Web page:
John Joseph Donovan came to Bellingham in 1888 as chief engineer of the Fairhaven and Southern Railroad and became an influential figure in shaping the area. Donovan platted the town of Fairhaven and constructed its wharves, opened the Skagit River coal mines, and later became chief engineer for the Blue Canyon Coal Mining Company. Another venture Donovan entered was the lumber business with long time friend Julius H. Bloedel. Donovan and Bloedel, along with Peter Larson, started the Lake Whatcom Logging company in 1898 and by 1913 they were one of the largest lumber firms in the Northwest.
Bloedel started the construction of this house on North Garden Street in 1890, but sold it to his partner Donovan after completing three-fourths of it. The house is one and one-half story with a wood frame constructed with lumber from Donovan’s mill. The boards used in the house are of exceptionally high quality, very expensive and hard to find today.
A few years ago the Donovan home had the misfortune of being hit on the Southeast corner by an out of control car, the minimal damage done to the wood frame was easier to repair than to replace. The house was remodeled in the Tudor Revival Style. Today, blue stuccoed walls with exposed timber painted off-white replace the original dark painted wood siding. Great care is given to restore many details of the Donovan home and to preserve others, such as the original window locks.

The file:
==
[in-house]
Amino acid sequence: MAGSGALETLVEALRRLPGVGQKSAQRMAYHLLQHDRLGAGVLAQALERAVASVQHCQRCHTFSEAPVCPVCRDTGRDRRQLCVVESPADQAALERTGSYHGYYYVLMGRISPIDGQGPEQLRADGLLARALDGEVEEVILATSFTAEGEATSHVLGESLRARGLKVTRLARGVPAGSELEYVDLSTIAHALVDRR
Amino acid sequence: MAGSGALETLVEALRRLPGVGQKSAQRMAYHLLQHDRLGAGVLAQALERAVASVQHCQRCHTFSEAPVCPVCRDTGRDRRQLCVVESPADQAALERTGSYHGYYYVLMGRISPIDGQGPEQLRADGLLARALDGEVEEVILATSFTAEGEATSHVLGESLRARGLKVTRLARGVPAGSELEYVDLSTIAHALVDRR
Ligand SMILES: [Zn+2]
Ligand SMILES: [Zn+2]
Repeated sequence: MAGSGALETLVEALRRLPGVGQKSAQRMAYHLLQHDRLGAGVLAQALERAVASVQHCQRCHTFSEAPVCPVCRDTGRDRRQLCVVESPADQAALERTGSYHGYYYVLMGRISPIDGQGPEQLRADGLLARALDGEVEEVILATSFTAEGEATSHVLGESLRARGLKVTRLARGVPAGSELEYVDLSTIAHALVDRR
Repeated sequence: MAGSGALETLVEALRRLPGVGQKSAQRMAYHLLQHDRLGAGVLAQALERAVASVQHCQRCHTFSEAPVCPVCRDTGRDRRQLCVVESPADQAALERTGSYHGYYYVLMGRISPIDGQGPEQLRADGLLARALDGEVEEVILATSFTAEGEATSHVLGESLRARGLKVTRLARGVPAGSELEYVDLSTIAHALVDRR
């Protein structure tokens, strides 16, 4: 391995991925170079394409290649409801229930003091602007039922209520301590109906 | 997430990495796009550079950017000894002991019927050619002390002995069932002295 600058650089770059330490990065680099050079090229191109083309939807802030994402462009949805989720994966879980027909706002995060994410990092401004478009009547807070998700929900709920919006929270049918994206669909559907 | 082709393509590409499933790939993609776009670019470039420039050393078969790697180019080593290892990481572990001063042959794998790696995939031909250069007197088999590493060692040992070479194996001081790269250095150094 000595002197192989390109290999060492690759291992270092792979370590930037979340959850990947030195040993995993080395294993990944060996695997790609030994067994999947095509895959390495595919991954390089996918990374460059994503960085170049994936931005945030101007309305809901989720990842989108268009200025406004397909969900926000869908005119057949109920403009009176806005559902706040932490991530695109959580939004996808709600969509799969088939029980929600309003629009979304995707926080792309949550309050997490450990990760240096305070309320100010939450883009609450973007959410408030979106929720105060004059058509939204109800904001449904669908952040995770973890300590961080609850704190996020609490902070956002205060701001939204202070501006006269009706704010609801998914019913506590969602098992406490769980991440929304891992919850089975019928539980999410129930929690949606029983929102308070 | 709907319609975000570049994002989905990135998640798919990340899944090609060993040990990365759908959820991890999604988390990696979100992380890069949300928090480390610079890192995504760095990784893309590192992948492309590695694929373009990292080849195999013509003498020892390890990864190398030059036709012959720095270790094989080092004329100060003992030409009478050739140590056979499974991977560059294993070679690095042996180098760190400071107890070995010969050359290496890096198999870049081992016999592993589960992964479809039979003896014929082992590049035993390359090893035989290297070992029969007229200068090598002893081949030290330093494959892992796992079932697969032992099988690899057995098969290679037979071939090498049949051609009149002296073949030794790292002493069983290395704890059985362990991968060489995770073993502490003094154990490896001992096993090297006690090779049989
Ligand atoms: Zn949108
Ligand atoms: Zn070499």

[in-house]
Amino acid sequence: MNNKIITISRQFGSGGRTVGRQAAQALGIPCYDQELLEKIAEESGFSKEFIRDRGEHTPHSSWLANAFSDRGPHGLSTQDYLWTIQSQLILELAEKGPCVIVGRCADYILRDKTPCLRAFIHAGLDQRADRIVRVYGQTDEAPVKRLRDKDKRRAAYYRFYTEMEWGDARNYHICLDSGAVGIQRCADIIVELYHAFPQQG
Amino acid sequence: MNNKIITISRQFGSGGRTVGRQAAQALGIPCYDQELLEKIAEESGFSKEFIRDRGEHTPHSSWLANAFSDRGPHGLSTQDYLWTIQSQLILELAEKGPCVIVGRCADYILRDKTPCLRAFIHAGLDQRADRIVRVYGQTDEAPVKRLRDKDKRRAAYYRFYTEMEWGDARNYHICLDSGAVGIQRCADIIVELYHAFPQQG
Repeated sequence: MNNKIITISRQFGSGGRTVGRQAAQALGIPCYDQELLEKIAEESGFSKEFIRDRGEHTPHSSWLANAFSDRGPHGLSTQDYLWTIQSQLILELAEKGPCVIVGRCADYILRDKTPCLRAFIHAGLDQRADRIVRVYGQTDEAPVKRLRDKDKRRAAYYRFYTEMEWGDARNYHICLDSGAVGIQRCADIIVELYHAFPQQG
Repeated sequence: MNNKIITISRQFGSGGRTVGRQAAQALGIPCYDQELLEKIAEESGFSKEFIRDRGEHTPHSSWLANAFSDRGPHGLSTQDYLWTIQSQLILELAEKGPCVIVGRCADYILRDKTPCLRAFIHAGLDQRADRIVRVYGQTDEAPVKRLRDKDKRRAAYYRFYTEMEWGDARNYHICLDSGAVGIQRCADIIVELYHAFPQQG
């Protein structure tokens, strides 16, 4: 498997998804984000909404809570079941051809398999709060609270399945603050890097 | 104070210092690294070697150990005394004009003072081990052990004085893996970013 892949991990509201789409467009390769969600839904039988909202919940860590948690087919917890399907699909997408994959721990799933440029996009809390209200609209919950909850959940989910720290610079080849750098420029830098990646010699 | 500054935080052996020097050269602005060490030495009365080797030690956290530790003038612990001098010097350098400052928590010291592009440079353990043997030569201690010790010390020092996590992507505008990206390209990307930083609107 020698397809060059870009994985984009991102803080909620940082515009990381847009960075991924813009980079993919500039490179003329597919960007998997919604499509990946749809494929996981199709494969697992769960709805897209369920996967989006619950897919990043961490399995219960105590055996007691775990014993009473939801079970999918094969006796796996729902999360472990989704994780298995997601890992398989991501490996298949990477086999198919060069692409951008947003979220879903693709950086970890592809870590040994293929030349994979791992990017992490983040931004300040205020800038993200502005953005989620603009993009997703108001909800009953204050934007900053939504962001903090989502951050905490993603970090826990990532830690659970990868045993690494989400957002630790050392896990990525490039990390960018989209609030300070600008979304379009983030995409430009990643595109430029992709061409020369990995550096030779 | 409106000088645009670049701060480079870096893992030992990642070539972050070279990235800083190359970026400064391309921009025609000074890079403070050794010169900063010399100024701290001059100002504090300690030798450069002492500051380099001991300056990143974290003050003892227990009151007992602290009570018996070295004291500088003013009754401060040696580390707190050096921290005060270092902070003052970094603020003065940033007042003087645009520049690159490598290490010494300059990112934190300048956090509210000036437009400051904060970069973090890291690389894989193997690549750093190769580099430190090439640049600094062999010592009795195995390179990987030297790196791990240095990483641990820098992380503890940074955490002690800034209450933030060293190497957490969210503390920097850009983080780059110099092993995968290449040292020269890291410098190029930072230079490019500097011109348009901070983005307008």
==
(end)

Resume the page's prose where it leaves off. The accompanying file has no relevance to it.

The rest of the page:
The property continued to be a private residence for a short while after the Donovan family moved out. For a period of about twenty-five years after that, Western Washington University used it has the Donovan Hall dormitory for women. For the past fifteen years, the ground floor of the Donovan home has been used as a dentist’s office, while apartments fill up the rest. The Donovan house was placed on the National Historic Registry list in 1983.
For more information see the J.J. Donovan House National Register of Historic Places Nomination.